Blending Sus Colors

When you hear skilled guitarists coax restless, haunting chords from their strings, chances are you’re listening to suspended harmony. “Sus” chords aren’t any harder to play than standard-issue major or minor chords, yet they sound much more intriguing. We began our investigation into suspended harmony with the sus4 chord (“Sus-Chord Mojo,” Oct. ’06), and then moved to the sus2 chord (“Sus2 Colors,” Nov. ’06).
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Here’s a summary of what we’ve discovered so far: The basic sus chord is derived from the major triad, which is composed of the 1, 3, and 5 of a major scale built from the same root. When you replace the major triad’s 3 with either the 2 or 4 of that major scale, you create a sus2 or sus4 voicing. The resulting 1-2-5 or 1-4-5 construction creates a compelling harmonic tension that’s resolved when the 2 or 4 swings back to the 3.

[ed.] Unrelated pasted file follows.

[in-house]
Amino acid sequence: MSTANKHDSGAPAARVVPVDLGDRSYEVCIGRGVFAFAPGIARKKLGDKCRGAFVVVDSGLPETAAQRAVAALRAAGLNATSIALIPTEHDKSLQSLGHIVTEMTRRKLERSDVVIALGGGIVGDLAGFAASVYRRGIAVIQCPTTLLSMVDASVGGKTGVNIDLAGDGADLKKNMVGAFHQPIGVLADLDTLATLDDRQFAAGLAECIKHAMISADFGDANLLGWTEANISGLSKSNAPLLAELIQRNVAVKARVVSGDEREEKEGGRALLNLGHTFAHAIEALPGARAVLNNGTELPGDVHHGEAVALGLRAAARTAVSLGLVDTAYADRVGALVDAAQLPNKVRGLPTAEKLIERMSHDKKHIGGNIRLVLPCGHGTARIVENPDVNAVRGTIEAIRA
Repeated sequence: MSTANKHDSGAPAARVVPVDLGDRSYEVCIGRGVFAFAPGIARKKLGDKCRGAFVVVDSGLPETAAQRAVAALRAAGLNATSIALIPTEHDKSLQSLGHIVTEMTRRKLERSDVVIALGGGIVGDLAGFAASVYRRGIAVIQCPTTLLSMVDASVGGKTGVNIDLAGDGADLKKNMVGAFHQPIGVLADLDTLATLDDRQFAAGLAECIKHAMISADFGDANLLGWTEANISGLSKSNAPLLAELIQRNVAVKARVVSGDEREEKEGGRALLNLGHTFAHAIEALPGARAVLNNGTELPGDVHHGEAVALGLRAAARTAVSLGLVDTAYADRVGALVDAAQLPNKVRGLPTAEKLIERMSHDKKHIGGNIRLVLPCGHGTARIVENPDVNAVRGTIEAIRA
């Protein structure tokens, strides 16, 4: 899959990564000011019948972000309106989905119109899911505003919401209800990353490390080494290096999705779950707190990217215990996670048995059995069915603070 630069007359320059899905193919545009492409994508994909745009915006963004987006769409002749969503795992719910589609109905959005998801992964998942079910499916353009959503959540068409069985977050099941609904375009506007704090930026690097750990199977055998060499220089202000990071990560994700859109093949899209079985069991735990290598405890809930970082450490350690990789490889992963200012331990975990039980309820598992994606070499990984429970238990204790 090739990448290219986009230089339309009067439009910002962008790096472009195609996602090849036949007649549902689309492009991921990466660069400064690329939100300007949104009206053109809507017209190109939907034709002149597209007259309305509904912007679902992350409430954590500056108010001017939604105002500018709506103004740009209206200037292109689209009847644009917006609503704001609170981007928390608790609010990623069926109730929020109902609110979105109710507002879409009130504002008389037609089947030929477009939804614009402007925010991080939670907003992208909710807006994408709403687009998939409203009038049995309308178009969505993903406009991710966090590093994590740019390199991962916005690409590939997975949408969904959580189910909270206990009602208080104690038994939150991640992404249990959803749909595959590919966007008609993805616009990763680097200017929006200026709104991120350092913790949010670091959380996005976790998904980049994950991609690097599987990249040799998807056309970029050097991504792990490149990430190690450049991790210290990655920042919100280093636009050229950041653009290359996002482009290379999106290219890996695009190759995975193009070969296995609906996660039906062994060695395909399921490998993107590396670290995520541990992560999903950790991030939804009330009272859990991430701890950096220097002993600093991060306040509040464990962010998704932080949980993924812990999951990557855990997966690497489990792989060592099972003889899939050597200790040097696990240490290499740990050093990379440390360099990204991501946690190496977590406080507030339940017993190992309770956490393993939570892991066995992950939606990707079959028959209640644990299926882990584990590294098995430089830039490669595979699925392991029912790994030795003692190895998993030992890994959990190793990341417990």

So far, we’ve been operating in an “either/or” mode—that is, we’ve had the 3 or the 2 or 4 in a given voicing. Shifting between the 3 and the suspended tone is what generates harmonic interest. You can, however, create a voicing that includes both the 3 and the 2 or 4. Because you’re adding a color (rather than swapping it for the 3), these are called add2 or add4 chords. To hear these rich and prickly harmonies, play

Examples 1 and 2, which feature Gadd4, Dadd2, and Aadd2 voicings.

For the best of all worlds, try integrating sus and add voicings, as in Ex. 3. Here, we explore the back-and-forth movement of sus chords before concluding with an edgy Dadd4,9. This final voicing offers everything: the 1, 3, and 5 of a D major triad (D, F#, A), as well as its 2 (E)—played here an octave higher as an extension, which makes it a 9—and 4 (G). Don’t freak out over the sixteenth-notes in bar 2, beat three. In harplike fashion, simply strum across the strings to get a rippling effect. Play that last open A softly, so it doesn’t overwhelm the other sustaining notes.